Wyoming Republican Party leadership withheld campaign money from incumbent legislators who voted during the 2018 legislative session to subsidize Wyoming’s commercial air service, according to a party letter to Republican lawmakers.
The letter, which was not previously public, reveals a tactic Republican party officials used to punish party disloyalty by lawmakers.
The party’s State Central Committee, its governing body, met in February while the Legislature was in session and voted to oppose the air service bill, Senate File 40 Commercial air service improvement.
In a Nov. 14 letter to Republican lawmakers, party Chairman Frank Eathorne wrote that the central committee resolution was used to make party funding decisions in the 2018 election cycle. Eathorne’s letter also cited staff disorganization in the first part of 2018, which he said led to fundraising struggles that meant the party had fewer resources to help candidates.
Campaign finance records bear out the letter’s assertions. With a governor’s race, a slew of statewide races for U.S. Congress, the U.S. Senate and races for secretary of state, treasurer, auditor and superintendent of public instruction, the party’s donations to legislative candidates was limited. Just four legislative incumbents received party money, according to the secretary of state’s website. But the four were among the 27 lawmakers who voted against SF40.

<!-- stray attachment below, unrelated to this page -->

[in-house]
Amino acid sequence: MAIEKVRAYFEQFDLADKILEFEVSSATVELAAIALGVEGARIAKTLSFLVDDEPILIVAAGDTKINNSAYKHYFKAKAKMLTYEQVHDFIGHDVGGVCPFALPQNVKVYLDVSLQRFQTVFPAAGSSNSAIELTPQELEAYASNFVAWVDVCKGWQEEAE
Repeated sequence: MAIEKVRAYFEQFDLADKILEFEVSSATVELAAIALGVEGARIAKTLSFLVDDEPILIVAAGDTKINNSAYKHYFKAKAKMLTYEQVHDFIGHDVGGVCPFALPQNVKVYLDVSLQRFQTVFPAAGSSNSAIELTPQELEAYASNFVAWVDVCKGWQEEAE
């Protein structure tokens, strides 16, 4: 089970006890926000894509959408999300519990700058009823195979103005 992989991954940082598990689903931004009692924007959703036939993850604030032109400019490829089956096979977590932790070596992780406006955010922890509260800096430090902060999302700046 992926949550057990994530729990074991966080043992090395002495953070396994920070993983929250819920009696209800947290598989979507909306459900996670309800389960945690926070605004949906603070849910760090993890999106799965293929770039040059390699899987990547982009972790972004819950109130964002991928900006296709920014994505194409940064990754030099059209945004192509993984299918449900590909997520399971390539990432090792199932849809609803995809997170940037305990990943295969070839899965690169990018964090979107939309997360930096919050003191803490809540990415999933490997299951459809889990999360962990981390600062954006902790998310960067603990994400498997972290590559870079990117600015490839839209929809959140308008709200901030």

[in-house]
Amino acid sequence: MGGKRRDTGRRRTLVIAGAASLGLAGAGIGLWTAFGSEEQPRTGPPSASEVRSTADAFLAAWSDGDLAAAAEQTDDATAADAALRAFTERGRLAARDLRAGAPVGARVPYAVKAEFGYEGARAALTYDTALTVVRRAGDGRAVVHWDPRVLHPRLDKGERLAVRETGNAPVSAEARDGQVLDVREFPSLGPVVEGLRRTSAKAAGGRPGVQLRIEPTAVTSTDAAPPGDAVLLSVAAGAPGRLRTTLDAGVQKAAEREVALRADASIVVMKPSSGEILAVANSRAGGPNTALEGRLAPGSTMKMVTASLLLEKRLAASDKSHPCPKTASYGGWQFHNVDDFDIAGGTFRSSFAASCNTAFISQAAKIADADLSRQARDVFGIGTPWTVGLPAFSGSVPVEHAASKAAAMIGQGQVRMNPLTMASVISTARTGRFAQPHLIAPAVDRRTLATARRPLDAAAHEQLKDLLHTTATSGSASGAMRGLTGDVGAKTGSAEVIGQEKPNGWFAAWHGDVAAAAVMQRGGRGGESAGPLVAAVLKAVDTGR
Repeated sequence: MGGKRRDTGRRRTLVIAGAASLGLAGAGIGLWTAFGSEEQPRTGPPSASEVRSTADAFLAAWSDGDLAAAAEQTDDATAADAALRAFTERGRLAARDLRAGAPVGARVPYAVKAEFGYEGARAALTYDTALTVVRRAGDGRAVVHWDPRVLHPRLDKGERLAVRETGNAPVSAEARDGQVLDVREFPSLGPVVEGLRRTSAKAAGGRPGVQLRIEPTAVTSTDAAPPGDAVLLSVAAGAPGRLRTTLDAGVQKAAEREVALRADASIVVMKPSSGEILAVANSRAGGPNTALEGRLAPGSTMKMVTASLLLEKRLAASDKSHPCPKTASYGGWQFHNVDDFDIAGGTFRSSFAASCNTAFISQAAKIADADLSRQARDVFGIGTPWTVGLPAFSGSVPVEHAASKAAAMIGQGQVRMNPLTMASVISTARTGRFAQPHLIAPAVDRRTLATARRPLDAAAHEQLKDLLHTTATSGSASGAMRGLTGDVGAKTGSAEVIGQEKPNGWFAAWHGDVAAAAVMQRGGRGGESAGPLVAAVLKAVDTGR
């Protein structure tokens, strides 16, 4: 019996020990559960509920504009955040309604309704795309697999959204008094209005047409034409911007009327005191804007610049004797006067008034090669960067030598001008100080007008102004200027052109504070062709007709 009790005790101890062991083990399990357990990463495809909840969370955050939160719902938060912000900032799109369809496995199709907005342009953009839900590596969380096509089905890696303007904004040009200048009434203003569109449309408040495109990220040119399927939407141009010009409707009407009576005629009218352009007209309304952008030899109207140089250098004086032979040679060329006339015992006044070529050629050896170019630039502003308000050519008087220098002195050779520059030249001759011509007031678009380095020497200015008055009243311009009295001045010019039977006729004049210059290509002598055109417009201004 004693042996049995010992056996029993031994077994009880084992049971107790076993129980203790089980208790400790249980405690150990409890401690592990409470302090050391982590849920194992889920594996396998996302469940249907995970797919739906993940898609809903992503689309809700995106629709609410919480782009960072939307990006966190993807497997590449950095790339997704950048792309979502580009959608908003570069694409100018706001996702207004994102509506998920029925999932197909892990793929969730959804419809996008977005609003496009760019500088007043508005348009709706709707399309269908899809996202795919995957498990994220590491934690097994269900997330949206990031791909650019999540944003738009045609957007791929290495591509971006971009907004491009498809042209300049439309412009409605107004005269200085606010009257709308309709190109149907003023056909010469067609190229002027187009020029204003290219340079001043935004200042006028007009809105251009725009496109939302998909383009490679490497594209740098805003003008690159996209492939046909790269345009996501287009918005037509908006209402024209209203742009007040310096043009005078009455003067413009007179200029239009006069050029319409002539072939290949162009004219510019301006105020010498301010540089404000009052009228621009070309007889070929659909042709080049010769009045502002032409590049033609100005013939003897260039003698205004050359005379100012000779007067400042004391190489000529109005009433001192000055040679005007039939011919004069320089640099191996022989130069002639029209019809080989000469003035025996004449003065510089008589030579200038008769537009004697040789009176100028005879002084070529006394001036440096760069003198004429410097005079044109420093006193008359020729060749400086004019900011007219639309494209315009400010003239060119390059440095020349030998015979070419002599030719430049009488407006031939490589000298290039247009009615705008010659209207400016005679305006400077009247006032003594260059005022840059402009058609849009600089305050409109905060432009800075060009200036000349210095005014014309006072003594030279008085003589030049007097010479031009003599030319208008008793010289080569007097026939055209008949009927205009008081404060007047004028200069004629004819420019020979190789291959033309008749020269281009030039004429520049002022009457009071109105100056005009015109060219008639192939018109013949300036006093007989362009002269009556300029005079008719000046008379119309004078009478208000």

As part of a group of bills inspired by Gov. Matt Mead’s ENDOW initiative and backed by legislative leaders, SF40 sailed through the Legislature. Sponsored by then Senate Vice President Michael Von Flatern, R-Gillette,, the bill set up a Commercial Air Service Improvement Council and directed it to develop a plan to set up a one-carrier system to provide air service to a major hub airport for Wyoming communities that choose to participate. The offering appropriated $15 million to contract for the air service.
The measure passed the Republican-controlled Legislature by wide margins, including a 22-8 Senate vote and 40-19 House vote. Gov. Matt Mead, also a Republican, signed the bill into law and touted it as among ENDOW’s achievements in an essay written as governor and published in the Casper Star-Tribune on Sunday.
Linking campaign funds to lawmakers’ votes is a stark example of how an increasingly conservative party apparatus — the county and state committees that set the party’s agenda — is pushing lawmakers to adhere to party resolutions in their decision making. On Saturday, the GOP’s state central committee delivered its 2019 priorities to lawmakers in Cheyenne before the start of the legislative session.
Asked about the funding decision in an interview last week, Speaker of the House Steve Harshman, R-Casper, questioned whether the Wyoming GOP would continue to accept differing points of view.
“Are we going to be like Ronald Reagan and have a big tent?” he asked.